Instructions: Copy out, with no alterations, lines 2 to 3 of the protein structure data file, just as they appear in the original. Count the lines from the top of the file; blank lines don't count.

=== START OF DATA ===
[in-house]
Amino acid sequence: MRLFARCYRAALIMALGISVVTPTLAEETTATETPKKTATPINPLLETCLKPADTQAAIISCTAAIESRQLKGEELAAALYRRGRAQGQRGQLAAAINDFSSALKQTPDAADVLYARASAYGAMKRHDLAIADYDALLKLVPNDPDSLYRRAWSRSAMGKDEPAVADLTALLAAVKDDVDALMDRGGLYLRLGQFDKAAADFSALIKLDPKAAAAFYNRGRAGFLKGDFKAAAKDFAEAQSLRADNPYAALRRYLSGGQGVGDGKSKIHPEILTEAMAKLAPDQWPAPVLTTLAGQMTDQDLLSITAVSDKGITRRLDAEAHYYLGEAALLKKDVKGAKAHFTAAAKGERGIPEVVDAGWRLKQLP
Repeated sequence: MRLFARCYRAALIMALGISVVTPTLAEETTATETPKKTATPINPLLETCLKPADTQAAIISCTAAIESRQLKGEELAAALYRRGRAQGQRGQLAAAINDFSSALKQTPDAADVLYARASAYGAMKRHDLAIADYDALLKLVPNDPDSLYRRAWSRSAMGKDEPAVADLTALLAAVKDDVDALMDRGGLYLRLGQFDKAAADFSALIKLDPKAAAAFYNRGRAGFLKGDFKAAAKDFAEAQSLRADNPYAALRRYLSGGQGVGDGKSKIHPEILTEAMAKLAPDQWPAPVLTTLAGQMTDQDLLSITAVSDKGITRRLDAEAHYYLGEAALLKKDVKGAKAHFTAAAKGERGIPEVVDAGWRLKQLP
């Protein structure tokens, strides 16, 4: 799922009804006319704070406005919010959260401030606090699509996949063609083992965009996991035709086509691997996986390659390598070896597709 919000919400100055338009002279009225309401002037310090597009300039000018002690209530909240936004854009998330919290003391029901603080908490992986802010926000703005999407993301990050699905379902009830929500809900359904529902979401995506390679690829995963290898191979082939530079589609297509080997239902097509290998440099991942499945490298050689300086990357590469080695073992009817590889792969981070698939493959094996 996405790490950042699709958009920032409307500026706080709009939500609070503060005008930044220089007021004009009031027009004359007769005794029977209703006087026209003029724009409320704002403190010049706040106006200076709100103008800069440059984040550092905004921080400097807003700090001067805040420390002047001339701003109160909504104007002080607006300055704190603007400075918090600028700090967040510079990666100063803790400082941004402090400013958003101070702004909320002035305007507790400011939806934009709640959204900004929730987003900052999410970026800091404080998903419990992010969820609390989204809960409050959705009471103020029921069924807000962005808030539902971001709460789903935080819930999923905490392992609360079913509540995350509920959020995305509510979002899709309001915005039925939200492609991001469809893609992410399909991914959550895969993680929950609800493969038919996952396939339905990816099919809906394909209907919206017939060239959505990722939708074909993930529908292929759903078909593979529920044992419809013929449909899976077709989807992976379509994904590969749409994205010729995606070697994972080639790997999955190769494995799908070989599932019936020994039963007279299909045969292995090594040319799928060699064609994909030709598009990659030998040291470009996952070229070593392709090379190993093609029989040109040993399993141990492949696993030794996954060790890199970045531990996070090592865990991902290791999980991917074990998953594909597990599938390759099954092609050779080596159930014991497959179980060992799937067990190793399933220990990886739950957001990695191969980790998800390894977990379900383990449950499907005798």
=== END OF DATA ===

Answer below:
Amino acid sequence: MRLFARCYRAALIMALGISVVTPTLAEETTATETPKKTATPINPLLETCLKPADTQAAIISCTAAIESRQLKGEELAAALYRRGRAQGQRGQLAAAINDFSSALKQTPDAADVLYARASAYGAMKRHDLAIADYDALLKLVPNDPDSLYRRAWSRSAMGKDEPAVADLTALLAAVKDDVDALMDRGGLYLRLGQFDKAAADFSALIKLDPKAAAAFYNRGRAGFLKGDFKAAAKDFAEAQSLRADNPYAALRRYLSGGQGVGDGKSKIHPEILTEAMAKLAPDQWPAPVLTTLAGQMTDQDLLSITAVSDKGITRRLDAEAHYYLGEAALLKKDVKGAKAHFTAAAKGERGIPEVVDAGWRLKQLP
Repeated sequence: MRLFARCYRAALIMALGISVVTPTLAEETTATETPKKTATPINPLLETCLKPADTQAAIISCTAAIESRQLKGEELAAALYRRGRAQGQRGQLAAAINDFSSALKQTPDAADVLYARASAYGAMKRHDLAIADYDALLKLVPNDPDSLYRRAWSRSAMGKDEPAVADLTALLAAVKDDVDALMDRGGLYLRLGQFDKAAADFSALIKLDPKAAAAFYNRGRAGFLKGDFKAAAKDFAEAQSLRADNPYAALRRYLSGGQGVGDGKSKIHPEILTEAMAKLAPDQWPAPVLTTLAGQMTDQDLLSITAVSDKGITRRLDAEAHYYLGEAALLKKDVKGAKAHFTAAAKGERGIPEVVDAGWRLKQLP